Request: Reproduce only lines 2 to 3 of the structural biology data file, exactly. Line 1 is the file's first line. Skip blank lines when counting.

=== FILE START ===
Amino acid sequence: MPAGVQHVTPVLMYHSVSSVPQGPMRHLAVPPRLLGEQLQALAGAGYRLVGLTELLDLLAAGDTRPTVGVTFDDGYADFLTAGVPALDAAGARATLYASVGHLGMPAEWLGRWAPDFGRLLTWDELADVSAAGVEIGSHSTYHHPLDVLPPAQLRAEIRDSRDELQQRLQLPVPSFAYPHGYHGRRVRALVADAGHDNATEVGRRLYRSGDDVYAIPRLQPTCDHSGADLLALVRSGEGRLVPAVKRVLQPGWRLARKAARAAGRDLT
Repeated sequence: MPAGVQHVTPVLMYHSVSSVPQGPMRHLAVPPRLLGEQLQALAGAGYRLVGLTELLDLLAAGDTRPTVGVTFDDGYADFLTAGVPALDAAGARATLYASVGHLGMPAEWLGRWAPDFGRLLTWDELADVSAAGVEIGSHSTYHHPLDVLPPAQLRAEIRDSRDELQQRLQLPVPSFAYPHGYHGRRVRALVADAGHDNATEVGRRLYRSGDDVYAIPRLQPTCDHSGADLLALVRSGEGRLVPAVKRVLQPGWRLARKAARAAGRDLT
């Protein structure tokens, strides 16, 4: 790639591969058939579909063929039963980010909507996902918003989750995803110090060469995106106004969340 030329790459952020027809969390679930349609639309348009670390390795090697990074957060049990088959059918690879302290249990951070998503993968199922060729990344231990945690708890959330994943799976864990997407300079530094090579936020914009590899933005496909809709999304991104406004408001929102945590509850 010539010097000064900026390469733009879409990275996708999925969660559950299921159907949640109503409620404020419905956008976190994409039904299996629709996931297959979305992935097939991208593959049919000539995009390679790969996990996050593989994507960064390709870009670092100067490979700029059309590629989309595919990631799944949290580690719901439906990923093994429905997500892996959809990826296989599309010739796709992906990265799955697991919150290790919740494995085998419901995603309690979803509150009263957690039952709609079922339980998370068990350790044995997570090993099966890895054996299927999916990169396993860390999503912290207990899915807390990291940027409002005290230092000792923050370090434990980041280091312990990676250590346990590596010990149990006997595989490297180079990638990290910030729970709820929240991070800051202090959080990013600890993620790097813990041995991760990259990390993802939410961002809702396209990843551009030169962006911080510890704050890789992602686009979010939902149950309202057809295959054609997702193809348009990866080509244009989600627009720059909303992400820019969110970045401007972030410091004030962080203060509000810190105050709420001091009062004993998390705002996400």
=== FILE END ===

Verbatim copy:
Repeated sequence: MPAGVQHVTPVLMYHSVSSVPQGPMRHLAVPPRLLGEQLQALAGAGYRLVGLTELLDLLAAGDTRPTVGVTFDDGYADFLTAGVPALDAAGARATLYASVGHLGMPAEWLGRWAPDFGRLLTWDELADVSAAGVEIGSHSTYHHPLDVLPPAQLRAEIRDSRDELQQRLQLPVPSFAYPHGYHGRRVRALVADAGHDNATEVGRRLYRSGDDVYAIPRLQPTCDHSGADLLALVRSGEGRLVPAVKRVLQPGWRLARKAARAAGRDLT
């Protein structure tokens, strides 16, 4: 790639591969058939579909063929039963980010909507996902918003989750995803110090060469995106106004969340 030329790459952020027809969390679930349609639309348009670390390795090697990074957060049990088959059918690879302290249990951070998503993968199922060729990344231990945690708890959330994943799976864990997407300079530094090579936020914009590899933005496909809709999304991104406004408001929102945590509850 010539010097000064900026390469733009879409990275996708999925969660559950299921159907949640109503409620404020419905956008976190994409039904299996629709996931297959979305992935097939991208593959049919000539995009390679790969996990996050593989994507960064390709870009670092100067490979700029059309590629989309595919990631799944949290580690719901439906990923093994429905997500892996959809990826296989599309010739796709992906990265799955697991919150290790919740494995085998419901995603309690979803509150009263957690039952709609079922339980998370068990350790044995997570090993099966890895054996299927999916990169396993860390999503912290207990899915807390990291940027409002005290230092000792923050370090434990980041280091312990990676250590346990590596010990149990006997595989490297180079990638990290910030729970709820929240991070800051202090959080990013600890993620790097813990041995991760990259990390993802939410961002809702396209990843551009030169962006911080510890704050890789992602686009979010939902149950309202057809295959054609997702193809348009990866080509244009989600627009720059909303992400820019969110970045401007972030410091004030962080203060509000810190105050709420001091009062004993998390705002996400």